By Sada Reddi
The Mauritius constitution has often been described as a colonial constitution, imposed by the British and as such did not represent the aspirations of the Mauritian people. A different view is that it was an evolutionary constitution, grounded in the Mauritian reality, and came about following negotiations with the various representatives of Mauritian parties present at the Lancaster Conference of 1965. Since 1968 it has been amended – but not always in a democratic spirit, and fresh reforms are necessary to update it.
In 1965, a Mauritian delegation participated in the constitutional conference at Lancaster House. Departing for London – Dr Seewoosagur Ramgoolam with Nigel Fisher, Gaëtan Duval, Kissoonsingh Hazareesingh, Louis Espitalier-Noël and R. Jomadar
There were also widespread consultations with the Mauritian public even before the 1965 conference. Professor De Smith was appointed Commissioner to visit Mauritius. He visited the island between July and August 1964 for consultations. His visit was advertised and he met all the ministers, the Governor, public officials, and leaders of political parties. In August 1964, De Smith also interviewed the Tamil United Party and the Muslim United party and received 40 memoranda from parties, groups and individuals. Dr Ramgoolam was not in Mauritius during his visit but he met and discussed with him in London. Later the various parties sent their memoranda to the Secretary of State in which they expressed their aspirations and these were discussed at the Conference.
During the drafting of the Constitution, there were regular consultations with the State Law office. In an article by Pravesh Lallah, in memory of Rajsoomer Lallah in le Mauricien of 5th June 2012, he recalled how Rajsoomer Lallah ‘felt especially lucky to have been able to work on the drafting of the Mauritian constitution. In fact, he was in the Attorney General’s office and guided the government in making the transition from a British colony to a new independent state.’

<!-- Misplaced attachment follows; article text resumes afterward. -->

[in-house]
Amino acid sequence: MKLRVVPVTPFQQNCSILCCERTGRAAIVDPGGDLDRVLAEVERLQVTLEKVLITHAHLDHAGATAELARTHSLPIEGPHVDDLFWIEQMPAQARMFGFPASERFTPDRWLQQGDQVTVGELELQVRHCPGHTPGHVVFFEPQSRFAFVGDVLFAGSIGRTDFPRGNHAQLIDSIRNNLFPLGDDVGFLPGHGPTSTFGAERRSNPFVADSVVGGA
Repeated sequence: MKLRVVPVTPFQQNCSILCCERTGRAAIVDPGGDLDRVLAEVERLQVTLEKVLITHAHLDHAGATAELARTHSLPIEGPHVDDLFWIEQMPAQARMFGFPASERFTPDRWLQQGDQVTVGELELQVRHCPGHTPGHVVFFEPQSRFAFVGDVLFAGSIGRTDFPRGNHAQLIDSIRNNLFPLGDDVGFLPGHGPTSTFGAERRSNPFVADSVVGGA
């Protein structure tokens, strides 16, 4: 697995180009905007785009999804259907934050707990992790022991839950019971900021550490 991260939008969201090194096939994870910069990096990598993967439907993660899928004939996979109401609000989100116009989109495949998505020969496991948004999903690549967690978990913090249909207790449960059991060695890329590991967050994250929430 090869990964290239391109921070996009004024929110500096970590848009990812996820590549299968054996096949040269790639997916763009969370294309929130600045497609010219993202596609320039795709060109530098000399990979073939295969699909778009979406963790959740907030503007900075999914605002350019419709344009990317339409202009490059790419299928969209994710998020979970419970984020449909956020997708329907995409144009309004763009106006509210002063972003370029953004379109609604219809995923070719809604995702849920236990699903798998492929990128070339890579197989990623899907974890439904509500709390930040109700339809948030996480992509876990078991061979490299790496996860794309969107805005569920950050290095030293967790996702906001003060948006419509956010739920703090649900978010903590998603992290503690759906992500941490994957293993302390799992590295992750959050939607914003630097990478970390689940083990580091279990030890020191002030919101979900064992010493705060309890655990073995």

The main protagonist in the making of the constitution was the Mauritius Labour Party and its memorandum, prepared by Sir Harilall Vaghjee, was discussed at the London Conference, September 1965. We reproduce below the Labour Party document to the Conference which can provide readers with the views and political values of the party during that crucial period. We have divided the document in two parts. The first part covers the first eleven articles of the memorandum and in a next edition we shall cover the second part.
Document – Part 1
Of proposals of the Mauritius Labour Pary for the free status and the Constitution of Mauritius to be discussed at the London conference, September 1965.
1. Status of Mauritius
The aim of the Mauritius Labour party is the early attainment of Independence by Mauritius as a sovereign state. The Labour Party asks that this aim be accepted in principle at the Conference and that be fixed for its attainment.
2. It is the earnest hope of the Labour Party that Mauritius should remain one of Her Majesty’s dominions, and that her Majesty would be graciously pleased to become Queen of Mauritius.The Labour party also hopes that Mauritius would be accepted into membership of the Commonwealth.
3. The Labour Party is conscious of the burdens of independent status and recognises the value of close cooperation with, and indeed the necessity for a degree of dependence upon, the United Kingdom and other members of the Commonwealth. It is assumed that independence would be preceded by the conclusion of treaties with the United Kingdom on such subjects as defence and the representation of Mauritius in foreign states, where such representation is not available.
4.The Labour party considers however that the external affairs policy of Mauritius should be a matter for Mauritius government, as a necessary consequence of sovereign status, the relationship of Mauritius with Commonwealth countries or other friendly foreign states, should, whether or not involving a degree of dependence, be established of the free will of Mauritius, and would be all the stronger for that.
5. The Governor General